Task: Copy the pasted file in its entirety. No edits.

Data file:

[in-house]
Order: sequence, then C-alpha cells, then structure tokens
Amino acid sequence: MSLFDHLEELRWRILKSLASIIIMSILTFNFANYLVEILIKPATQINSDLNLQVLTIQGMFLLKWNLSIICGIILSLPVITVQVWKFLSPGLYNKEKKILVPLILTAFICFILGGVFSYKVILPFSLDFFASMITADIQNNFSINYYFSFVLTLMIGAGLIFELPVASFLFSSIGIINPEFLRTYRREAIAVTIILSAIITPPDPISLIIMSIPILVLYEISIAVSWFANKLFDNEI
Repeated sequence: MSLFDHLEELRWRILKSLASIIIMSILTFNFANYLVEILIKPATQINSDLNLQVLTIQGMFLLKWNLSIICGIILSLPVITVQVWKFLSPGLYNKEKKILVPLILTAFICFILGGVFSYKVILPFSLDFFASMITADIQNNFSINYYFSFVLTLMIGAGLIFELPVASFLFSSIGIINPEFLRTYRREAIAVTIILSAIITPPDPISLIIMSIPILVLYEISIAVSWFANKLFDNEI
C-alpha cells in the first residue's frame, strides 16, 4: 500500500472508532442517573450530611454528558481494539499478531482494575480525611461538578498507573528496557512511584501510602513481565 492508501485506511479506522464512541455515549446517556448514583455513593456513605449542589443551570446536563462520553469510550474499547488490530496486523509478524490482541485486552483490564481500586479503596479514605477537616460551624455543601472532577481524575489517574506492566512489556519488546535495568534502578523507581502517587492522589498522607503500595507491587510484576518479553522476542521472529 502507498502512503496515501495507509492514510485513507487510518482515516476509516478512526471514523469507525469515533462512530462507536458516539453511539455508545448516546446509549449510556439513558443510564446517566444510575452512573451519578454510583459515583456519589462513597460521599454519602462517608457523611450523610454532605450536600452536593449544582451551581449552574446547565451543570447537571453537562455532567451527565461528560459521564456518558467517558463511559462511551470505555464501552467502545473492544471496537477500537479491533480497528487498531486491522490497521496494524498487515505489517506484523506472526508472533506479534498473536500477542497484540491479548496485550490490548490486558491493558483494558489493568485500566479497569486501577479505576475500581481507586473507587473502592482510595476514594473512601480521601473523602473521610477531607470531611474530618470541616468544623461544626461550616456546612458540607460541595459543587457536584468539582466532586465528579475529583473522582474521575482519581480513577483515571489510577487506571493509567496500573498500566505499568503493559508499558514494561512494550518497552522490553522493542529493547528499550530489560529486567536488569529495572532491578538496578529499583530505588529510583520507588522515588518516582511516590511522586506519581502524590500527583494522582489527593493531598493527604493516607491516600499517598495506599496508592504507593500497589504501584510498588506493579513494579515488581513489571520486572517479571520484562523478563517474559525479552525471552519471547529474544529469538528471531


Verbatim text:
[in-house]
Order: sequence, then C-alpha cells, then structure tokens
Amino acid sequence: MSLFDHLEELRWRILKSLASIIIMSILTFNFANYLVEILIKPATQINSDLNLQVLTIQGMFLLKWNLSIICGIILSLPVITVQVWKFLSPGLYNKEKKILVPLILTAFICFILGGVFSYKVILPFSLDFFASMITADIQNNFSINYYFSFVLTLMIGAGLIFELPVASFLFSSIGIINPEFLRTYRREAIAVTIILSAIITPPDPISLIIMSIPILVLYEISIAVSWFANKLFDNEI
Repeated sequence: MSLFDHLEELRWRILKSLASIIIMSILTFNFANYLVEILIKPATQINSDLNLQVLTIQGMFLLKWNLSIICGIILSLPVITVQVWKFLSPGLYNKEKKILVPLILTAFICFILGGVFSYKVILPFSLDFFASMITADIQNNFSINYYFSFVLTLMIGAGLIFELPVASFLFSSIGIINPEFLRTYRREAIAVTIILSAIITPPDPISLIIMSIPILVLYEISIAVSWFANKLFDNEI
C-alpha cells in the first residue's frame, strides 16, 4: 500500500472508532442517573450530611454528558481494539499478531482494575480525611461538578498507573528496557512511584501510602513481565 492508501485506511479506522464512541455515549446517556448514583455513593456513605449542589443551570446536563462520553469510550474499547488490530496486523509478524490482541485486552483490564481500586479503596479514605477537616460551624455543601472532577481524575489517574506492566512489556519488546535495568534502578523507581502517587492522589498522607503500595507491587510484576518479553522476542521472529 502507498502512503496515501495507509492514510485513507487510518482515516476509516478512526471514523469507525469515533462512530462507536458516539453511539455508545448516546446509549449510556439513558443510564446517566444510575452512573451519578454510583459515583456519589462513597460521599454519602462517608457523611450523610454532605450536600452536593449544582451551581449552574446547565451543570447537571453537562455532567451527565461528560459521564456518558467517558463511559462511551470505555464501552467502545473492544471496537477500537479491533480497528487498531486491522490497521496494524498487515505489517506484523506472526508472533506479534498473536500477542497484540491479548496485550490490548490486558491493558483494558489493568485500566479497569486501577479505576475500581481507586473507587473502592482510595476514594473512601480521601473523602473521610477531607470531611474530618470541616468544623461544626461550616456546612458540607460541595459543587457536584468539582466532586465528579475529583473522582474521575482519581480513577483515571489510577487506571493509567496500573498500566505499568503493559508499558514494561512494550518497552522490553522493542529493547528499550530489560529486567536488569529495572532491578538496578529499583530505588529510583520507588522515588518516582511516590511522586506519581502524590500527583494522582489527593493531598493527604493516607491516600499517598495506599496508592504507593500497589504501584510498588506493579513494579515488581513489571520486572517479571520484562523478563517474559525479552525471552519471547529474544529469538528471531